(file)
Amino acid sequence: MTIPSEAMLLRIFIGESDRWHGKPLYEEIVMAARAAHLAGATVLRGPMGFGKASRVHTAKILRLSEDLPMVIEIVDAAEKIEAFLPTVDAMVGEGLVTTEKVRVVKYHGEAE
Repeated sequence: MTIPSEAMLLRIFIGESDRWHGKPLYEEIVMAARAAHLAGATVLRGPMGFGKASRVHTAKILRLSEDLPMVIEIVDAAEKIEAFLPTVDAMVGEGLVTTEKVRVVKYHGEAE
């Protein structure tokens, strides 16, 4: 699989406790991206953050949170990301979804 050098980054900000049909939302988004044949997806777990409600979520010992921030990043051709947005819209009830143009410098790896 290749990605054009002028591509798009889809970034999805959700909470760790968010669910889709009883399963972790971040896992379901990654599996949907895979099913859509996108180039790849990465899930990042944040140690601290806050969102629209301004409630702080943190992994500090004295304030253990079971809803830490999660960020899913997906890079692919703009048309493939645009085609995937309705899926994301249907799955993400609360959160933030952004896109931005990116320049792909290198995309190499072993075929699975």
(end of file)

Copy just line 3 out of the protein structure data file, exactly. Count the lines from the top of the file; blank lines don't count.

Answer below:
């Protein structure tokens, strides 16, 4: 699989406790991206953050949170990301979804 050098980054900000049909939302988004044949997806777990409600979520010992921030990043051709947005819209009830143009410098790896 290749990605054009002028591509798009889809970034999805959700909470760790968010669910889709009883399963972790971040896992379901990654599996949907895979099913859509996108180039790849990465899930990042944040140690601290806050969102629209301004409630702080943190992994500090004295304030253990079971809803830490999660960020899913997906890079692919703009048309493939645009085609995937309705899926994301249907799955993400609360959160933030952004896109931005990116320049792909290198995309190499072993075929699975």